India has been trying to leverage this regional grouping to advance its geostrategic and geoeconomic interests in Eurasia, based on cultural, civilisational, and spiritual connections. To this end, New Delhi has extended a $1 billion credit to Central Asian nations for infrastructural development, including $20 million for the Dushanbe-Chortut highway in Tajikistan. With India’s growing global stature in both economic and geopolitical spheres, Central Asian states are increasingly turning to New Delhi to counterbalance Chinese influence in the region.

During the inaugural India-Central Asia summit in 2022, the leaders emphasised the imperative to incorporate Iran’s Chabahar Port and Turkmenistan’s Turkmenbashi Port in the International North-South Transport Corridor (INSTC) to facilitate direct trade. India and Central Asia have also formed a Joint Working Group on Chabahar Port to boost trade and connectivity between South Asia and Eurasia.

Unlike China’s belligerent and hegemonistic approach toward its neighbours, New Delhi has stressed transparency as well as sovereignty and territorial integrity in connectivity projects. It has reminded the SCO member countries of the ‘Shanghai spirit’ of the organisation.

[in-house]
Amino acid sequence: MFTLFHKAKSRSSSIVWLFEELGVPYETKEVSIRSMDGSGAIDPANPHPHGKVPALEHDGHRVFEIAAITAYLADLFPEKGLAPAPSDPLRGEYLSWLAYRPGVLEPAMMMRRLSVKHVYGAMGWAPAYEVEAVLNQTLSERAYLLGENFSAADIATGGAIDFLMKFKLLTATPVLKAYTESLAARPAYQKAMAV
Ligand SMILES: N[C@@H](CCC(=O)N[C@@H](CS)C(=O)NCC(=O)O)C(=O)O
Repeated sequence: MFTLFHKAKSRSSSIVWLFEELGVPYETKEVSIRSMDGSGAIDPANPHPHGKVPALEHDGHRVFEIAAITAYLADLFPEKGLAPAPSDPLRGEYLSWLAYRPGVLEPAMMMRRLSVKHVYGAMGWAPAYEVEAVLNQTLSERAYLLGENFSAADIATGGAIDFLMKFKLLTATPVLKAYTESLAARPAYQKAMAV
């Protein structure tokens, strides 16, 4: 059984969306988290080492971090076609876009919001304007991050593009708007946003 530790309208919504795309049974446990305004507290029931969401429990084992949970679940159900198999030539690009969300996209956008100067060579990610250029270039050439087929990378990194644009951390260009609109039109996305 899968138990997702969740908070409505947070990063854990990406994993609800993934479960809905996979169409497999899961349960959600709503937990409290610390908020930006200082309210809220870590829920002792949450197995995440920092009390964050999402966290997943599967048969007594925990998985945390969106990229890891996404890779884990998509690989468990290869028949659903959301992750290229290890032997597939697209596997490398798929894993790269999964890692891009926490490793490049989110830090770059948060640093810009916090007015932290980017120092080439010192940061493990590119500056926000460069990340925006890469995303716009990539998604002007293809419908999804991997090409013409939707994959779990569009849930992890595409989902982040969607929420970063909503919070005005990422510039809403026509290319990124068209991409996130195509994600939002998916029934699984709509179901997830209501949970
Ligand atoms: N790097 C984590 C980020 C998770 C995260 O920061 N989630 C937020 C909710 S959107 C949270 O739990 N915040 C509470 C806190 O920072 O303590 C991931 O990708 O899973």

Even though India has faced continued opposition from the Pakistan-China axis in the SCO platform on connectivity, counterterrorism and sovereignty issues exemplified by the China-Pakistan Economic Corridor (CPEC), New Delhi has leveraged the forum to expose the Pakistan-sponsored terrorism in Afghanistan and Kashmir and also highlighted the concept of growth and security for all in the region. New Delhi will have to continue to be more proactive in the forum to shape the future agenda of the SCO on the lines of prosperity, terror-free Eurasia, and connectivity based on the sovereignty and territorial integrity of member countries.

Harsh V Pant is Vice President for Studies and Foreign Policy at ORF.
Ayjaz Wani is Fellow, Eurasia, at ORF.

The article was first published in The Print as SCO is not an anti-Western club. India’s presence is a guarantee against it on May 2, 2024.

Disclaimer: All views expressed in the article belong solely to the author and not necessarily to the organisation.

Read more at IMPRI:

Assessing a Decade of the Street Vendors Act, 2014 in India

The Cost of Peace: Biden’s Dilemma in Israel-Palestine Conflict

Acknowledgment: This article was posted by Aasthaba Jadeja, a visiting researcher at IMPRI.

Authors